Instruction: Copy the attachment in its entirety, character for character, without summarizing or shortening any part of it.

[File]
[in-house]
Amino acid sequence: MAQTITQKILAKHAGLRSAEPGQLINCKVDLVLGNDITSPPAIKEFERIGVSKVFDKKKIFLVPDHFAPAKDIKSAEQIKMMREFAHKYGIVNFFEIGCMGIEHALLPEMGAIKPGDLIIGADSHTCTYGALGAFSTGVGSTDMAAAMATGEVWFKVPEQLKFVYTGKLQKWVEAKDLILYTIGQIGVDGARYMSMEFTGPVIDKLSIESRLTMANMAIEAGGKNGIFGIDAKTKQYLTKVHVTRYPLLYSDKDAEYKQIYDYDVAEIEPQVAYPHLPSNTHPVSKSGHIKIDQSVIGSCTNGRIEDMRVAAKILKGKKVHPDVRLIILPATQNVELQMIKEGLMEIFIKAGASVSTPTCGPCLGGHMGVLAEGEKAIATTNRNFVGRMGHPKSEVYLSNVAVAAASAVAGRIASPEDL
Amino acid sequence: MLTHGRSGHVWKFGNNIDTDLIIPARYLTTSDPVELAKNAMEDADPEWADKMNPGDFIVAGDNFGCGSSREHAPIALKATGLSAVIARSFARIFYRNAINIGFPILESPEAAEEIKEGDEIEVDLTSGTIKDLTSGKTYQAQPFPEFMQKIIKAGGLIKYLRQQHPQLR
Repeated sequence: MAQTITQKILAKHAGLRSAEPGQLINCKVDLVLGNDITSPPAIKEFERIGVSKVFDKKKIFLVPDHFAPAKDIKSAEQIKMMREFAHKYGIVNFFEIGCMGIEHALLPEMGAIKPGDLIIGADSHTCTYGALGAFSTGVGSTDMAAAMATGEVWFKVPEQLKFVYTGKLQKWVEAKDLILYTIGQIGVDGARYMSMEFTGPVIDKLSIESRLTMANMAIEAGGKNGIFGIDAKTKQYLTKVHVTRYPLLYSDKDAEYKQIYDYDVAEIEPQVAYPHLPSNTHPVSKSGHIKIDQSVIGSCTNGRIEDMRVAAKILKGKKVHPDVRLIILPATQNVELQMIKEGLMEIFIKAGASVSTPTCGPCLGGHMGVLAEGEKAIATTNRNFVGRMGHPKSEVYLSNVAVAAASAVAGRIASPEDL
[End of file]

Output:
[in-house]
Amino acid sequence: MAQTITQKILAKHAGLRSAEPGQLINCKVDLVLGNDITSPPAIKEFERIGVSKVFDKKKIFLVPDHFAPAKDIKSAEQIKMMREFAHKYGIVNFFEIGCMGIEHALLPEMGAIKPGDLIIGADSHTCTYGALGAFSTGVGSTDMAAAMATGEVWFKVPEQLKFVYTGKLQKWVEAKDLILYTIGQIGVDGARYMSMEFTGPVIDKLSIESRLTMANMAIEAGGKNGIFGIDAKTKQYLTKVHVTRYPLLYSDKDAEYKQIYDYDVAEIEPQVAYPHLPSNTHPVSKSGHIKIDQSVIGSCTNGRIEDMRVAAKILKGKKVHPDVRLIILPATQNVELQMIKEGLMEIFIKAGASVSTPTCGPCLGGHMGVLAEGEKAIATTNRNFVGRMGHPKSEVYLSNVAVAAASAVAGRIASPEDL
Amino acid sequence: MLTHGRSGHVWKFGNNIDTDLIIPARYLTTSDPVELAKNAMEDADPEWADKMNPGDFIVAGDNFGCGSSREHAPIALKATGLSAVIARSFARIFYRNAINIGFPILESPEAAEEIKEGDEIEVDLTSGTIKDLTSGKTYQAQPFPEFMQKIIKAGGLIKYLRQQHPQLR
Repeated sequence: MAQTITQKILAKHAGLRSAEPGQLINCKVDLVLGNDITSPPAIKEFERIGVSKVFDKKKIFLVPDHFAPAKDIKSAEQIKMMREFAHKYGIVNFFEIGCMGIEHALLPEMGAIKPGDLIIGADSHTCTYGALGAFSTGVGSTDMAAAMATGEVWFKVPEQLKFVYTGKLQKWVEAKDLILYTIGQIGVDGARYMSMEFTGPVIDKLSIESRLTMANMAIEAGGKNGIFGIDAKTKQYLTKVHVTRYPLLYSDKDAEYKQIYDYDVAEIEPQVAYPHLPSNTHPVSKSGHIKIDQSVIGSCTNGRIEDMRVAAKILKGKKVHPDVRLIILPATQNVELQMIKEGLMEIFIKAGASVSTPTCGPCLGGHMGVLAEGEKAIATTNRNFVGRMGHPKSEVYLSNVAVAAASAVAGRIASPEDL